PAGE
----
What is a Buyer Persona and How to Create One that Actually Works?

What is a Buyer Persona and How to Create One that Actually Works?


  • A buyer persona is a tool that can help you drastically surpass your marketing benchmarks.
  • While buyer personas are popular among marketing professionals, most of the documents are missing essential ingredients.
  • You can create a best-in-class buyer persona by incorporating personality science into the process.

What if we told you that you could almost double your marketing-generated revenues? Or that you could surpass your campaign’s benchmarks by 75%? Or that you could make your website at least two times more effective and easier to use?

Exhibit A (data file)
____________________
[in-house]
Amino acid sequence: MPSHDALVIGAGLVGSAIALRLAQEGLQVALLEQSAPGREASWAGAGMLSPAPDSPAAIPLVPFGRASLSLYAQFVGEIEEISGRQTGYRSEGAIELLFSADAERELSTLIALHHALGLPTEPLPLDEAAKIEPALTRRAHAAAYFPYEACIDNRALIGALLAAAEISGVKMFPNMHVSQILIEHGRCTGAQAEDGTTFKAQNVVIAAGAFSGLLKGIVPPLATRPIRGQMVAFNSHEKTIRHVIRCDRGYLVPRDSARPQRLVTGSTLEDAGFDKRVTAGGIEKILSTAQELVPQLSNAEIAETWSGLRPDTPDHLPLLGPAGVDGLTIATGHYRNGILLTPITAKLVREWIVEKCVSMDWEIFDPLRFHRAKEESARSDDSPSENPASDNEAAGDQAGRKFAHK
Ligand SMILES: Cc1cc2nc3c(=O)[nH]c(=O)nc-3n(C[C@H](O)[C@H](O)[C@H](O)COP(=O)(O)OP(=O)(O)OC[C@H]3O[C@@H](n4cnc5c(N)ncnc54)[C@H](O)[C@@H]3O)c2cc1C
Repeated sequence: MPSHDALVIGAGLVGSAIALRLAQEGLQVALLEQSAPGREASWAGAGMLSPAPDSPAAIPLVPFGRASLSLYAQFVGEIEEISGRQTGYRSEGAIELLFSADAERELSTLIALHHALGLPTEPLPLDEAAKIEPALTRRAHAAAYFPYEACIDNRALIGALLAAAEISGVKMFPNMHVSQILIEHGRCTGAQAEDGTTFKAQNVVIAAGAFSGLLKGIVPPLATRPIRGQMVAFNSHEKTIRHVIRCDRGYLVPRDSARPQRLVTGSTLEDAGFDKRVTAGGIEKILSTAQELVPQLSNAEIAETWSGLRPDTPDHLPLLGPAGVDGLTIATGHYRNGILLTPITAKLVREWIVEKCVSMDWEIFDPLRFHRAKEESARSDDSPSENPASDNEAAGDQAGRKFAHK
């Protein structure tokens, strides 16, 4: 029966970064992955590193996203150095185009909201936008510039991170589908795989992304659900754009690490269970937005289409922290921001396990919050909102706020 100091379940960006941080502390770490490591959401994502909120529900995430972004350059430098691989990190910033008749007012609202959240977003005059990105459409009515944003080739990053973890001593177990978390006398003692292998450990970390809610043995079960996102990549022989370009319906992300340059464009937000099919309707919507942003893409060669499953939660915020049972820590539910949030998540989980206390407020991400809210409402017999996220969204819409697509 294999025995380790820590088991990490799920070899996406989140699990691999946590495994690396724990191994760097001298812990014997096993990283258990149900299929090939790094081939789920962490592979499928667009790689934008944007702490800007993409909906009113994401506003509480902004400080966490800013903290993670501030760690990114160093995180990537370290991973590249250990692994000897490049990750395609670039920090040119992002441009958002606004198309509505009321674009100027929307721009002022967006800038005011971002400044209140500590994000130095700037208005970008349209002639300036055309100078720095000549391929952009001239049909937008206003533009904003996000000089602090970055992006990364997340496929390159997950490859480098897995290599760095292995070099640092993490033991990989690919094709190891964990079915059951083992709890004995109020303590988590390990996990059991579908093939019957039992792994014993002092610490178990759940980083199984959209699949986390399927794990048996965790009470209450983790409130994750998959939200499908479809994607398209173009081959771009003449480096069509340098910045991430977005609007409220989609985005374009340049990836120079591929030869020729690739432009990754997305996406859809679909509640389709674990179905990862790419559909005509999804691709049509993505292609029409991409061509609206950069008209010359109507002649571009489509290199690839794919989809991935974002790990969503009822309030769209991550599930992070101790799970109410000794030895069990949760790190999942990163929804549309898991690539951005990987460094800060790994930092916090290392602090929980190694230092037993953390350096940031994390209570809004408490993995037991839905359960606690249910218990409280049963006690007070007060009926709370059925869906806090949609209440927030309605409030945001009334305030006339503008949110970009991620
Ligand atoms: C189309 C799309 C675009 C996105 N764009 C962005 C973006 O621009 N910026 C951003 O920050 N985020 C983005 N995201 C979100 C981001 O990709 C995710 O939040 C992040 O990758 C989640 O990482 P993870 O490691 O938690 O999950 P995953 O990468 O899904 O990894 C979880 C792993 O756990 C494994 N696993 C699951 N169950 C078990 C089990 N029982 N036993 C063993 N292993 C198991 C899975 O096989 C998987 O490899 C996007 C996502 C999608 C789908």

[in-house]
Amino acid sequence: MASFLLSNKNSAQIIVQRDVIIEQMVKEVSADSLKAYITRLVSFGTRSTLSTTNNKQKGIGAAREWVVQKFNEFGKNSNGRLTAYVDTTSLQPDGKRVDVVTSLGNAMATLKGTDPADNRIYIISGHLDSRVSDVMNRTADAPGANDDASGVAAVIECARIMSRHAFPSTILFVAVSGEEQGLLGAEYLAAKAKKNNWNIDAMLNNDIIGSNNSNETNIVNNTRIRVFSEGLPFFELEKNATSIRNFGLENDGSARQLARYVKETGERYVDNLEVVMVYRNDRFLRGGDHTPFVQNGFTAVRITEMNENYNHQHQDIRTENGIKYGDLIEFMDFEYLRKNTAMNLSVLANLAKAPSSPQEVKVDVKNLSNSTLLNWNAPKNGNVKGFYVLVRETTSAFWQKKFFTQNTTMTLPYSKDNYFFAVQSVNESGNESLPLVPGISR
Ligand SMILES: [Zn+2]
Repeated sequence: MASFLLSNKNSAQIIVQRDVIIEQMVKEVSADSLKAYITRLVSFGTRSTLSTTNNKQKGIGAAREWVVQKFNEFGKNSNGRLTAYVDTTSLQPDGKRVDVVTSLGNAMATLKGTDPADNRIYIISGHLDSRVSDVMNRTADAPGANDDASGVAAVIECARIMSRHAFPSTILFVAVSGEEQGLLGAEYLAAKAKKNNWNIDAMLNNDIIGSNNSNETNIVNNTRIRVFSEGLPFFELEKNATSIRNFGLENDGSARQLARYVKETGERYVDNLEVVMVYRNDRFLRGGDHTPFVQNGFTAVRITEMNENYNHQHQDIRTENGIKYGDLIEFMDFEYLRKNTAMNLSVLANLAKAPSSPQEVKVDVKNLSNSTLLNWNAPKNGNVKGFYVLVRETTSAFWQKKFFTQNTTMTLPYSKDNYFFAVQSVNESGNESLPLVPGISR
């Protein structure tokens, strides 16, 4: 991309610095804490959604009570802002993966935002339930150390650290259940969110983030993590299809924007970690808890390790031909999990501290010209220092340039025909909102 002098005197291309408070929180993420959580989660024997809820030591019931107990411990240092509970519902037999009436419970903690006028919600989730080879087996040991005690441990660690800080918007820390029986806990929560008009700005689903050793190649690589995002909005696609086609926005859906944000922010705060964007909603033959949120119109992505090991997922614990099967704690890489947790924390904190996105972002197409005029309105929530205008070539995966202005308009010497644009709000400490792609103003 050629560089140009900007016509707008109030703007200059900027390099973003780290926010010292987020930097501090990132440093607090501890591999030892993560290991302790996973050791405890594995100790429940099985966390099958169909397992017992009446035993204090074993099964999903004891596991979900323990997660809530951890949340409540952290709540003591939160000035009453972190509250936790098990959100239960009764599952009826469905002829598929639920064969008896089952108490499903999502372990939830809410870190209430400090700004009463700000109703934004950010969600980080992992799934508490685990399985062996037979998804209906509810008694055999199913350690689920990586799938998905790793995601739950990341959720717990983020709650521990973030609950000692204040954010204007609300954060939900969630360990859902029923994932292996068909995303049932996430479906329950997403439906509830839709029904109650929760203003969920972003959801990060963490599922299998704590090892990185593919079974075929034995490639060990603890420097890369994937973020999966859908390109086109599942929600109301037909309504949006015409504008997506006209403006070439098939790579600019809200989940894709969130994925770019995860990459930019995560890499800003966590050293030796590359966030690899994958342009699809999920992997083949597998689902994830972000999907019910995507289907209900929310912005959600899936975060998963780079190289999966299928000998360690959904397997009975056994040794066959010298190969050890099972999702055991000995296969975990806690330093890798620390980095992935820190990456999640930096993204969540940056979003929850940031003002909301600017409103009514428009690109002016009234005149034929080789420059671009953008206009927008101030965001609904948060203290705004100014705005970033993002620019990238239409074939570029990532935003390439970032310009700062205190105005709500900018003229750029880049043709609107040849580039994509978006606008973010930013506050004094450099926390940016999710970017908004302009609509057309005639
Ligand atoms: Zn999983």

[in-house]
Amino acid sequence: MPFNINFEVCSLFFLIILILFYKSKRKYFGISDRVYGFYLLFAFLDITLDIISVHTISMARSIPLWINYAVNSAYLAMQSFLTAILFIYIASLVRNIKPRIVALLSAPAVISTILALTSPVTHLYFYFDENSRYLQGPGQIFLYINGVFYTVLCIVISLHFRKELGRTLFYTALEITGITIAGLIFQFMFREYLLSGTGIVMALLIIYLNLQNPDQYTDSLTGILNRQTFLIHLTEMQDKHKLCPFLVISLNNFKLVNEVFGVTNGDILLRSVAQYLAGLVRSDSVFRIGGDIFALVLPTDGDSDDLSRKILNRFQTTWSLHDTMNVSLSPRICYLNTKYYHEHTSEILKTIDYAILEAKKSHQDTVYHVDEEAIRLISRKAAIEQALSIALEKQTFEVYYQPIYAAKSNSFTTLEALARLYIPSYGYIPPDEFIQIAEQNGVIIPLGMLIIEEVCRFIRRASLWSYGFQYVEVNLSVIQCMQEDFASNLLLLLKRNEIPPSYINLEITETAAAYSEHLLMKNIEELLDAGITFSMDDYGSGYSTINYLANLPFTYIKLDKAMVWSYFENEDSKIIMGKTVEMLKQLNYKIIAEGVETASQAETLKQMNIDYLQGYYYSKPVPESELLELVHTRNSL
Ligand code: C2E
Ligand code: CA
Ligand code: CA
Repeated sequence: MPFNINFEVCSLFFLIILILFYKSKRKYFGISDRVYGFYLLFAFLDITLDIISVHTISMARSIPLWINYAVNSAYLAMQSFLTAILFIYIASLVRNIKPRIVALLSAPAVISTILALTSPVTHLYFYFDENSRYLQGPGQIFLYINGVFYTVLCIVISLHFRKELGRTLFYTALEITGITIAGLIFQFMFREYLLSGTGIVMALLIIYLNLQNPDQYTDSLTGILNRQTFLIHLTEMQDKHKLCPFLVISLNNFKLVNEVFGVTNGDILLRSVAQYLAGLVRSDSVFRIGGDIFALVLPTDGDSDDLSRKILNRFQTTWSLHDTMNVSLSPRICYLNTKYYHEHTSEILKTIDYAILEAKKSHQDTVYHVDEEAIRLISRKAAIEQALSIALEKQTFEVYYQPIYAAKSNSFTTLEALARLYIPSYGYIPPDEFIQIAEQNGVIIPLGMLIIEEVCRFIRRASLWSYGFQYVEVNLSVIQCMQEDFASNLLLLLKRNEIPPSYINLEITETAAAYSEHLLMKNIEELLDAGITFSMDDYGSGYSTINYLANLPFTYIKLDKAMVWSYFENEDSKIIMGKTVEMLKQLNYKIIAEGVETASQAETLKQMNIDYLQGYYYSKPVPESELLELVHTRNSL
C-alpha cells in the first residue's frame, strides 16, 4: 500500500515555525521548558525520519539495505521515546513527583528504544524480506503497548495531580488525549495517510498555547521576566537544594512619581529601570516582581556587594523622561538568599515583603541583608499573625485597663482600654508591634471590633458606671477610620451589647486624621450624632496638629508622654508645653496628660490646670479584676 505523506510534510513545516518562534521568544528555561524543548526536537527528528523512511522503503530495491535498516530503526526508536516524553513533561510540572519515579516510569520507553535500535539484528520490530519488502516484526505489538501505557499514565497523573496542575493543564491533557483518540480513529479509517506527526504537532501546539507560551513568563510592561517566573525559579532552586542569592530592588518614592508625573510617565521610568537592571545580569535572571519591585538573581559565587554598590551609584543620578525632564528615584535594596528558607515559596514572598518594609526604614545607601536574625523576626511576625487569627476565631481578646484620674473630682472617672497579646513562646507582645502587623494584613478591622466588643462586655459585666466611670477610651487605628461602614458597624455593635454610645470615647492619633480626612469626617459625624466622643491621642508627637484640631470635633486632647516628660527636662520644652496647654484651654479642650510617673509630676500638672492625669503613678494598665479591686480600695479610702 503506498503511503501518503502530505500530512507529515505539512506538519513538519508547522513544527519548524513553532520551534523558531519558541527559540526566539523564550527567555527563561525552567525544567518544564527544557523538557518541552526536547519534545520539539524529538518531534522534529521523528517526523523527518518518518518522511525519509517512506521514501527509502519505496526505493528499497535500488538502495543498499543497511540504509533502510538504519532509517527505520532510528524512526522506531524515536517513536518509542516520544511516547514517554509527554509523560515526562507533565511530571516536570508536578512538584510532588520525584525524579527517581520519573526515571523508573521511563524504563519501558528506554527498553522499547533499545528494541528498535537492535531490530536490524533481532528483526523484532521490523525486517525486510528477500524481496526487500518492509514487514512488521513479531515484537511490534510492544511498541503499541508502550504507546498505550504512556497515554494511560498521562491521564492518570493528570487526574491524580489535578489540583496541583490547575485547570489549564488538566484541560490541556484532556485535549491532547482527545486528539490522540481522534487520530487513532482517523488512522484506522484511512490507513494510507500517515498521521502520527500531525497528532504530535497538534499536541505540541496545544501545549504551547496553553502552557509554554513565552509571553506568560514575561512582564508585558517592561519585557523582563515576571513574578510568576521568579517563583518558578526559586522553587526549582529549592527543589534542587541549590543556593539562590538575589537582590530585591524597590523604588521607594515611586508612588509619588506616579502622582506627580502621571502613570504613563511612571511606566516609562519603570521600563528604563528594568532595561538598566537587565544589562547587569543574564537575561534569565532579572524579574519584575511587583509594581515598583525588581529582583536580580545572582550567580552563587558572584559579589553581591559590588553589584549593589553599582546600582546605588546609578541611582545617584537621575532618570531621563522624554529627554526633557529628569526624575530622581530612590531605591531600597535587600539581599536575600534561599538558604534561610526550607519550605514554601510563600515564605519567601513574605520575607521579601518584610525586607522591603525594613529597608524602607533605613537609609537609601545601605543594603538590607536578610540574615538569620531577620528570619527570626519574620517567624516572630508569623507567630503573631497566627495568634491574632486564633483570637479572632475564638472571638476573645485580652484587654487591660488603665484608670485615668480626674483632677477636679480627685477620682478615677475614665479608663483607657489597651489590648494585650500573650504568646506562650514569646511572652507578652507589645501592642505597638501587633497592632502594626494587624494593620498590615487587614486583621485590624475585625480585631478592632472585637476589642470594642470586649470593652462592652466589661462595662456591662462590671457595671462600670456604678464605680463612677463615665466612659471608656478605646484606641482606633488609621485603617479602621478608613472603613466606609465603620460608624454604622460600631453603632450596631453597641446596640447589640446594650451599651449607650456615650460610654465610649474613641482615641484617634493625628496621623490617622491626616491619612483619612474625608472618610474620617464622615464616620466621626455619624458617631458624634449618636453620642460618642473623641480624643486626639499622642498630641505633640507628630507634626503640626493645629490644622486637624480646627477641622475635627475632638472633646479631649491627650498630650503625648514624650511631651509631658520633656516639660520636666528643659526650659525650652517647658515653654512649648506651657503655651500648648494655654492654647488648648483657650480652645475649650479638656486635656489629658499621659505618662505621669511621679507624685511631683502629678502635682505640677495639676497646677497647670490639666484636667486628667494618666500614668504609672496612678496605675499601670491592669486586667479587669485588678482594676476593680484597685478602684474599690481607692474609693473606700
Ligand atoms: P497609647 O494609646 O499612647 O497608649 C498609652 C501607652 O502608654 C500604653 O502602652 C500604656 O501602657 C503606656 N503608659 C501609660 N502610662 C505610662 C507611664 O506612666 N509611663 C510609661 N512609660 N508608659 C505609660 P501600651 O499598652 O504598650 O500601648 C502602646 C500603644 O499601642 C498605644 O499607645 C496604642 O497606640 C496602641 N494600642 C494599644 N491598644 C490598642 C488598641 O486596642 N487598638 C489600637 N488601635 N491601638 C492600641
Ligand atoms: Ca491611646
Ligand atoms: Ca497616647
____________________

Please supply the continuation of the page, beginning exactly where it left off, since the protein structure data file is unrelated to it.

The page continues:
None of those is an over-promise. The above stats were collected from reputable companies like Intel and Thompson Reuters. You might be wondering, “How did they achieve those results?” The answer is simple: by using buyer personas.


A buyer persona is a research-based profile of your ideal customer. It depicts the demographics, psychographics, needs, and irritants of your target audience. A customer persona describes what your customers’ days are like, the challenges they face, and how they make decisions.

You can use personas to guide all your marketing efforts. They would ensure that your product design, marketing, and customer experience activities are tailored to the needs of the buyer you target.

If personas are such a useful and effective tactic, every company will leverage those. Not quite. If that were the case, why would 85% of marketers say their content doesn’t deliver business value?

“85% of marketers say their content doesn’t deliver business value.”